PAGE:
After a while the guide told us that we were about to climb up another level. The entrance to this one looked even smaller than the first but after we jumped up into a narrow tunnel that seemed to have very little grip, it proved to be no worse than the first. Again once we reached the top the new level opened out a bit but this time it was more distinctly more haphazard with occasional drops off one side where it collided with other tunnels and almost nowhere where we were able to stand up. The exception being areas that were actively mined where there were huge blast holes. We didn’t go as far on this level, but we eventually reached a rope that disappeared above us up the rock face. Our final job was to climb this rope up one more level. It looked difficult but as I climbed up I realised that there were easy places to put your feet and was even able to pose for a photo that Esmee took from the top (the girls always went up first behind the guide). We all reached the top and scrabbled along a narrow ledge to a small opening where we could sit down while the guide gave us some more history and information on the mine. Part of this involved us turning off our headlamps to see just how dark it is without them (totally). Once we’d finished we started to head back out of the mine the same way that we came starting with the descent of the rope. Throughout the tour the mine was very dusty and obvious not good for our lungs. We’d all bought disposable masks at the miners market however the guide told us to only use them when it was really dusty. The extra effort required to breath through them at 4400m above sea level means if you use them for the whole tour you’ll just starve yourself of oxygen. That said the masks weren’t even as good as the cheap DIY ones that you get in B&Q. The only way to stop air going round it was the hold it onto your face, sealing the edges. This is impossible while walking so every time we stopped I clamped it on and did my best to catch my breath through it.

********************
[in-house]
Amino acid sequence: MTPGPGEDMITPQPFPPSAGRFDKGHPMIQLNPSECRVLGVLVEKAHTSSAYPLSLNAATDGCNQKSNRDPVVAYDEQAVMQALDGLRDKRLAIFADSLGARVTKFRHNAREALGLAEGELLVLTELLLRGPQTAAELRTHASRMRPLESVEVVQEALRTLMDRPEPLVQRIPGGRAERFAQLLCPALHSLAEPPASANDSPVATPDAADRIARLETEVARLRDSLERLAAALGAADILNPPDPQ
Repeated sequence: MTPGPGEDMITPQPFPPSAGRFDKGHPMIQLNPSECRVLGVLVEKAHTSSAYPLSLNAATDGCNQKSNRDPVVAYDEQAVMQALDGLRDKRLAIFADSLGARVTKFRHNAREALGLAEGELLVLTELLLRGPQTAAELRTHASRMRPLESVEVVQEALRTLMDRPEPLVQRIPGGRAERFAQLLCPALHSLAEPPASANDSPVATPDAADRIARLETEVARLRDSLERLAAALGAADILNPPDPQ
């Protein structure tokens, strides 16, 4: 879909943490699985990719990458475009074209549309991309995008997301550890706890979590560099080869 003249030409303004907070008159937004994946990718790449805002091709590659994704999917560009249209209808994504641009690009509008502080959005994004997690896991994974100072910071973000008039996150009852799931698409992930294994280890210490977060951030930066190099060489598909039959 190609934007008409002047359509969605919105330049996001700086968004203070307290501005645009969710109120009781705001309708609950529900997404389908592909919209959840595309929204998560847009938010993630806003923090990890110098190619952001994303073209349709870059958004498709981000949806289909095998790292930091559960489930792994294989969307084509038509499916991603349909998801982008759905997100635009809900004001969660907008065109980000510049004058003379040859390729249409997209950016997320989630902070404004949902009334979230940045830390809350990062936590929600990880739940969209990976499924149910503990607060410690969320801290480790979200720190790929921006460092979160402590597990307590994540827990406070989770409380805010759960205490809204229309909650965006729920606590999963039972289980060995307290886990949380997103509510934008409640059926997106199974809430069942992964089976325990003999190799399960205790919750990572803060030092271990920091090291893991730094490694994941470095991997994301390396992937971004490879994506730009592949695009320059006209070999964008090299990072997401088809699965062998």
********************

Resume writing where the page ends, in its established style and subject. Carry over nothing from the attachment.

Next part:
On the way back out we stopped to see El Tío. This involved a crawl off the main tunnel on hands and knees until we came to a statue in the entrance of a tunnel of a devil-like creature. Red with black horns it was about the size of a human, with a mouth stuffed with cigarettes and between his legs a large erect phallus. The locals believe that while Pachamama rules above ground El Tío (the uncle) rules below the ground and as a result he is covered with offerings of coca leaves. Seeing this effigy emerge out of the black was not a pleasant sight, and I was quite pleased that after this we were due to head straight out of the mine. The walk back out along the first level seemed to take even longer and when I finally saw light at the end of the tunnel I was genuinely relieved. I have never been so pleased to see daylight and breath clean air again.
Although this was a fascinating experience and I’m very glad we did it, I’ll be very happy not to repeat it. I’m also slightly glad that Alex couldn’t come in the end, as I don’t think she would have enjoyed it and it was such a difficult experience that if she had struggled in the mine I’m not sure how much I would have been able to do to look after her.
After emerging from the mine we went back to the warehouse to drop off our gear and then back to the hostel. We found the girls chilling out. Alex and Jacqueline had spent the morning watching a movie and although they were all still feeling rough they were ready to move on. Before we could get the bus though Esmee and I had to eat as we were starving from the morning’s tour, so we went to the market and bought fruit, yoghurt and bread and had an improvised lunch. We were keen to get on the road so we found a taxi that was just about big enough for our bags and us and headed to the bus station. When we arrived we were immediately accosted by two women desperate to sell us bus tickets. I told them to hold on while we got our bags out of the taxi and paid the driver, and our reluctance to immediately purchase bus tickets was interpreted as a bargaining tactic and we were immediately offered a 15% discount on the ticket. We picked the lady who was offering the bus leaving the soonest and bought our tickets. As it happened the bus was about to leave so we climbed aboard and we were on our way very quickly. The bus wound its way through the mountains and as we progressed towards Uyuni the scenery slowly became more desert like. The sun went down with a beautiful red sunset and soon enough we were pulling into Uyuni with hopes for a great tour starting the next morning.